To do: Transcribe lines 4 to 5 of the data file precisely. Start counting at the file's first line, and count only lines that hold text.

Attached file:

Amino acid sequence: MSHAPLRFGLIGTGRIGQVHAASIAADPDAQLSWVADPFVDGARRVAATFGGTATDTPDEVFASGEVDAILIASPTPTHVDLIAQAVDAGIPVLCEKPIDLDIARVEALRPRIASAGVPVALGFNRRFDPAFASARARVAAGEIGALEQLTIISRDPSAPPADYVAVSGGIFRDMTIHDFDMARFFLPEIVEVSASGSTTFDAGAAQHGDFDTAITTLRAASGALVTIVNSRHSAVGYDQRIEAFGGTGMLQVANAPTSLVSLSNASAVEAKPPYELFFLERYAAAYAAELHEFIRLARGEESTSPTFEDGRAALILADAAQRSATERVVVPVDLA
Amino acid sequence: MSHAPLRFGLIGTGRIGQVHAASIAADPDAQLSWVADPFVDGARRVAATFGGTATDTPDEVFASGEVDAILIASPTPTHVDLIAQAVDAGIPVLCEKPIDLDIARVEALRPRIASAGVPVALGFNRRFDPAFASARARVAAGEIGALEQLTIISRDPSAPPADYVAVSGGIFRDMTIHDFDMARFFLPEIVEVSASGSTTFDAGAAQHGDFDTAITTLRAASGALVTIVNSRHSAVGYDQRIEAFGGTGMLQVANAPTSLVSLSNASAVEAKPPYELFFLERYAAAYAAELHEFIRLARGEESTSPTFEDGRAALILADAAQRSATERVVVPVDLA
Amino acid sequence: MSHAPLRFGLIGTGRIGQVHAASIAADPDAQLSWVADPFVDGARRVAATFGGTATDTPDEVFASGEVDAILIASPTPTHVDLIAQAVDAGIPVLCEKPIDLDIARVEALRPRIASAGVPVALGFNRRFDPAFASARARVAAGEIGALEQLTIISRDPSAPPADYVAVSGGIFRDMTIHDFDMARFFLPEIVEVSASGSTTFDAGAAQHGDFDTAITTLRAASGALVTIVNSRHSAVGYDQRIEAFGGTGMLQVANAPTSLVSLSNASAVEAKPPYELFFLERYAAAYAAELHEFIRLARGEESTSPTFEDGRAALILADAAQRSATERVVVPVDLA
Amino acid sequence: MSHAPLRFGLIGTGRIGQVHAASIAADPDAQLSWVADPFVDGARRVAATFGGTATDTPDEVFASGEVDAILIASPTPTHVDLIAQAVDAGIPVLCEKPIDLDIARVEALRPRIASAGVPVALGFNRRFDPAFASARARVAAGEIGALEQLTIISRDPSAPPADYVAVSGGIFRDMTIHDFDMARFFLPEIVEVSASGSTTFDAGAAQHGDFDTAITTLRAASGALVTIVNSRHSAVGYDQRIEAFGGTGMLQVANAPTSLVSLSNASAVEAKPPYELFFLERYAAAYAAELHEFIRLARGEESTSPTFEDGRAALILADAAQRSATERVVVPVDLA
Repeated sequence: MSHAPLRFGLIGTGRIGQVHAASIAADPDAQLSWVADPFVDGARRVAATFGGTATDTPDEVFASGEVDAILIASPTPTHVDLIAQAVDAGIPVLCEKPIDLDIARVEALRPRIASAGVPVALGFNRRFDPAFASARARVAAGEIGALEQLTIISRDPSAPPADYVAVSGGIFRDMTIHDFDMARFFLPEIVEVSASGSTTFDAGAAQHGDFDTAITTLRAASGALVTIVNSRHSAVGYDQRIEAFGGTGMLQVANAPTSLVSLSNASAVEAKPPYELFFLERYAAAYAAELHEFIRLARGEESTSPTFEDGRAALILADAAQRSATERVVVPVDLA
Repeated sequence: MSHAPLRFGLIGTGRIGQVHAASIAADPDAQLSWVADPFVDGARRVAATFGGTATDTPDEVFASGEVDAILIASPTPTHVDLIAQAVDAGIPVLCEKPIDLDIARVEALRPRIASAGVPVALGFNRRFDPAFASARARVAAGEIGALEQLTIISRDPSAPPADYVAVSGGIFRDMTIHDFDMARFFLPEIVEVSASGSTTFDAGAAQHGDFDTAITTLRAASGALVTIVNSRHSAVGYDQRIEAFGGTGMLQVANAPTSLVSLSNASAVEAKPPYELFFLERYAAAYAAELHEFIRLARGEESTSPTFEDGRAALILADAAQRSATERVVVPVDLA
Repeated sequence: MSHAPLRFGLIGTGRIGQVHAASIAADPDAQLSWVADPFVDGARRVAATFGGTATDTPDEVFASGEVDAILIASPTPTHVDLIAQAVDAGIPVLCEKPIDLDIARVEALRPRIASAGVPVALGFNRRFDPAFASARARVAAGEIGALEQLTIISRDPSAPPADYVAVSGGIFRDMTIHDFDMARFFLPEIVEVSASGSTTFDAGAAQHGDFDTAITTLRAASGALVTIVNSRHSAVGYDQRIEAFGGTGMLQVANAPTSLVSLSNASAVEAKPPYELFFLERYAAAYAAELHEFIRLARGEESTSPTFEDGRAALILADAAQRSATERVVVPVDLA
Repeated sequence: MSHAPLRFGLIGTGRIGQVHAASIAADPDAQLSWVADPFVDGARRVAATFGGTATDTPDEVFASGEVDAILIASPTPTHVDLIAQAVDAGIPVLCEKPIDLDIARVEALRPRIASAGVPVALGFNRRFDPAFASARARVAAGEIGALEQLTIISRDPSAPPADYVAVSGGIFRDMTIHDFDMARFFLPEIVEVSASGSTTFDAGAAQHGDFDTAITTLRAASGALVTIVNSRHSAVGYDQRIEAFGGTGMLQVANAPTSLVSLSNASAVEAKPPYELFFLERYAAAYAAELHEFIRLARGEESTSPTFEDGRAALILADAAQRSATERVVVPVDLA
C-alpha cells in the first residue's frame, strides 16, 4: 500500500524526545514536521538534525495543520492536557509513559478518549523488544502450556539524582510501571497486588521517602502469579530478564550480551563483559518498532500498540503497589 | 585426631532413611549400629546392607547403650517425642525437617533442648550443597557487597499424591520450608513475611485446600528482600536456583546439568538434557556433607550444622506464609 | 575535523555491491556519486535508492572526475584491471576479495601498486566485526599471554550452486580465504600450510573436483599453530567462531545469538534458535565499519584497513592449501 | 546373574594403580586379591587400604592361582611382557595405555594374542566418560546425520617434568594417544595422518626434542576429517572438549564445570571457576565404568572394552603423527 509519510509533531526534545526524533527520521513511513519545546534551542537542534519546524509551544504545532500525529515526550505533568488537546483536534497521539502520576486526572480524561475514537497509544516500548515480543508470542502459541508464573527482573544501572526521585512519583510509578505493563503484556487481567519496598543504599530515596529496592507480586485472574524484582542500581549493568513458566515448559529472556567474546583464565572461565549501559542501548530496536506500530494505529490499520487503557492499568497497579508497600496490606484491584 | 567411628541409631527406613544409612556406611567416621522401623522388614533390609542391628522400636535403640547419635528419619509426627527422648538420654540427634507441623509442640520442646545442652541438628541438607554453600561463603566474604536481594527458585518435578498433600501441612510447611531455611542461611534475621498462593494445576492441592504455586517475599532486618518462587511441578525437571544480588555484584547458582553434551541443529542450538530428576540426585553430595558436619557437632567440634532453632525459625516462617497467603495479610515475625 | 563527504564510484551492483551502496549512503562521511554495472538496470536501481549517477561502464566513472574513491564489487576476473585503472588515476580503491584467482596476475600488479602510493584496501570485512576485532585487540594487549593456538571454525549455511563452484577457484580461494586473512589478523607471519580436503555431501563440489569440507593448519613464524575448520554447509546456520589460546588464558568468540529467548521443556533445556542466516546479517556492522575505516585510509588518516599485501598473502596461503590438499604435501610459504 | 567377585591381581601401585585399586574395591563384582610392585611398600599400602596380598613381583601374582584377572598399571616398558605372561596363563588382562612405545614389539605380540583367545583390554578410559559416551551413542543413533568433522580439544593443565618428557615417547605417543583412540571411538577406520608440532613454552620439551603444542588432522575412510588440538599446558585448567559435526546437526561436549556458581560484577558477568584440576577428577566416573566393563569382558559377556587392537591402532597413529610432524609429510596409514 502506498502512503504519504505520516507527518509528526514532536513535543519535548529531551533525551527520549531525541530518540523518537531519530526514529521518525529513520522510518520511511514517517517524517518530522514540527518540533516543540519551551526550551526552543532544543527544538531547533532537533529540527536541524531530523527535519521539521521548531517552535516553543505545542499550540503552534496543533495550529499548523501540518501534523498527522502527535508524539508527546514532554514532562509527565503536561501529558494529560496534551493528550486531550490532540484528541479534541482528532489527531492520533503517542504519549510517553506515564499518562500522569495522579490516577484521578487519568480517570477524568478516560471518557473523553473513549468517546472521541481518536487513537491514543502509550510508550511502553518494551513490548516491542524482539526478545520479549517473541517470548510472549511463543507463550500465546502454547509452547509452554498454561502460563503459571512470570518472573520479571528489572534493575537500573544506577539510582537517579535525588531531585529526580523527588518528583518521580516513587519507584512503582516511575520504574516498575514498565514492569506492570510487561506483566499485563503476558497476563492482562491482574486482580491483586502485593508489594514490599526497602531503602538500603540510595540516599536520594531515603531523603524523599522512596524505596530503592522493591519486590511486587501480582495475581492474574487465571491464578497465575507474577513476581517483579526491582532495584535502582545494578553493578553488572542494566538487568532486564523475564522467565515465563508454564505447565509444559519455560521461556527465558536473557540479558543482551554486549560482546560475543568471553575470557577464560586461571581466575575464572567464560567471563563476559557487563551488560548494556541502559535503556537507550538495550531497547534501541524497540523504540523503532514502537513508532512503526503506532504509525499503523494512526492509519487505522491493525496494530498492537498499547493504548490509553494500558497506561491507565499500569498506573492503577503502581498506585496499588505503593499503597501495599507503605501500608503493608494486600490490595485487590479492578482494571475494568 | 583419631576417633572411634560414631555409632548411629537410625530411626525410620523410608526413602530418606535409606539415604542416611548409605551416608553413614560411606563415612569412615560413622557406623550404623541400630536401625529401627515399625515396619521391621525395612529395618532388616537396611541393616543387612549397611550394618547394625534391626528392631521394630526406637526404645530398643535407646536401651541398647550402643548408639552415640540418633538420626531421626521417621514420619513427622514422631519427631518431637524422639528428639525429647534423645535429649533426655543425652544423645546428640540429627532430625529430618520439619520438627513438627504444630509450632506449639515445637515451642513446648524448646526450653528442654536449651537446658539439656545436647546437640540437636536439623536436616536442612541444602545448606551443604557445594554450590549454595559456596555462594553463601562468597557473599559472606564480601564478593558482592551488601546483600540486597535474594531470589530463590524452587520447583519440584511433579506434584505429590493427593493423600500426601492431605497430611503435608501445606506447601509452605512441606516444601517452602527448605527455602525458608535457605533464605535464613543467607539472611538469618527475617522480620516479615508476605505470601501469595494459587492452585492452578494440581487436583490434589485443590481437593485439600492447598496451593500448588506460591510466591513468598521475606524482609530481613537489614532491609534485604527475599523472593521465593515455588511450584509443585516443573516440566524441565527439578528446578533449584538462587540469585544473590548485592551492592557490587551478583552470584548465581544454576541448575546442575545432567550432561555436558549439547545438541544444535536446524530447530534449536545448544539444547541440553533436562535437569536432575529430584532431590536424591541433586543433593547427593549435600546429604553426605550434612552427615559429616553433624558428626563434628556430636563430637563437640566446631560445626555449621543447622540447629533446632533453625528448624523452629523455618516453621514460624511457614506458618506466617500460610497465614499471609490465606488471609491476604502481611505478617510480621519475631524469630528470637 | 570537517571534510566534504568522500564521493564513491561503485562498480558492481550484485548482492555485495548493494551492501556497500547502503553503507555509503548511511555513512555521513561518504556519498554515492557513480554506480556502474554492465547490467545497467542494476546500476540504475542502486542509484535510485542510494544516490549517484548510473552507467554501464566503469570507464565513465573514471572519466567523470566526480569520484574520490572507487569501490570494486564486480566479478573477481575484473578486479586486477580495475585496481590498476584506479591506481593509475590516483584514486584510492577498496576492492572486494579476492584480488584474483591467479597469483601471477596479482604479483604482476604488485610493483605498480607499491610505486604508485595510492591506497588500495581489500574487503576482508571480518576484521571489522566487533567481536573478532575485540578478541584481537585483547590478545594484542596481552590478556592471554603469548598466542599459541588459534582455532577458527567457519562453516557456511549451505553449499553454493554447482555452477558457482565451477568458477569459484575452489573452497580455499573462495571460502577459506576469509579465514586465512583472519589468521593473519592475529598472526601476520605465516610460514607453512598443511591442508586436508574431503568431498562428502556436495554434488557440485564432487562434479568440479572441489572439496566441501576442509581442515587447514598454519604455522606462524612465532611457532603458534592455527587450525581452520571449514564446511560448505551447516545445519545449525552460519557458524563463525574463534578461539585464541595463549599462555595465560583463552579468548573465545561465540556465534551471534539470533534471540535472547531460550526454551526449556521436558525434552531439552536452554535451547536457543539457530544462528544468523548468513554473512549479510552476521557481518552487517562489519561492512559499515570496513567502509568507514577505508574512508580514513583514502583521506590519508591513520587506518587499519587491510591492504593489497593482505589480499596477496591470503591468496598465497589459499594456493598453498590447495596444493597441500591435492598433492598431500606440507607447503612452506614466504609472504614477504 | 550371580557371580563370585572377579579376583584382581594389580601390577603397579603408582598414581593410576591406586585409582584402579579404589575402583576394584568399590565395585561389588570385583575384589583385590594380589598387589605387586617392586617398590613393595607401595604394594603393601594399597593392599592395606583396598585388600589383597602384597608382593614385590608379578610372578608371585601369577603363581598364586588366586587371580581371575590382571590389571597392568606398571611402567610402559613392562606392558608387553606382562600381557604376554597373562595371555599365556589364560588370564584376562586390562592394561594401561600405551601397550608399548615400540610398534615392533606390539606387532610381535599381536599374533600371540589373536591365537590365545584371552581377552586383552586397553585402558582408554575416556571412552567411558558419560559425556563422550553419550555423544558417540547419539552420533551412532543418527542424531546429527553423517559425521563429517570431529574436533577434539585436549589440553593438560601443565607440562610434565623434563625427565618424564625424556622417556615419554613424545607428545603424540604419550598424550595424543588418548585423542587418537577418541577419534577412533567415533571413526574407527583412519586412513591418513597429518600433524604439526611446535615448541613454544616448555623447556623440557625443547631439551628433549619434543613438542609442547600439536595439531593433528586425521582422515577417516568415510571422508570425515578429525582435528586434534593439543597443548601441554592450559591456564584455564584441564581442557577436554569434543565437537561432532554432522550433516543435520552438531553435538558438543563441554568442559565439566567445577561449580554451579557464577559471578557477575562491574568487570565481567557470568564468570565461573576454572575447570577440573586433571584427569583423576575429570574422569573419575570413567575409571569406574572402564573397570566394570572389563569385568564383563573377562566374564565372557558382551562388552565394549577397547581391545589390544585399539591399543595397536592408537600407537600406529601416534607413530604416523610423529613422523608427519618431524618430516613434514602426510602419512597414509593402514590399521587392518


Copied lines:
Amino acid sequence: MSHAPLRFGLIGTGRIGQVHAASIAADPDAQLSWVADPFVDGARRVAATFGGTATDTPDEVFASGEVDAILIASPTPTHVDLIAQAVDAGIPVLCEKPIDLDIARVEALRPRIASAGVPVALGFNRRFDPAFASARARVAAGEIGALEQLTIISRDPSAPPADYVAVSGGIFRDMTIHDFDMARFFLPEIVEVSASGSTTFDAGAAQHGDFDTAITTLRAASGALVTIVNSRHSAVGYDQRIEAFGGTGMLQVANAPTSLVSLSNASAVEAKPPYELFFLERYAAAYAAELHEFIRLARGEESTSPTFEDGRAALILADAAQRSATERVVVPVDLA
Repeated sequence: MSHAPLRFGLIGTGRIGQVHAASIAADPDAQLSWVADPFVDGARRVAATFGGTATDTPDEVFASGEVDAILIASPTPTHVDLIAQAVDAGIPVLCEKPIDLDIARVEALRPRIASAGVPVALGFNRRFDPAFASARARVAAGEIGALEQLTIISRDPSAPPADYVAVSGGIFRDMTIHDFDMARFFLPEIVEVSASGSTTFDAGAAQHGDFDTAITTLRAASGALVTIVNSRHSAVGYDQRIEAFGGTGMLQVANAPTSLVSLSNASAVEAKPPYELFFLERYAAAYAAELHEFIRLARGEESTSPTFEDGRAALILADAAQRSATERVVVPVDLA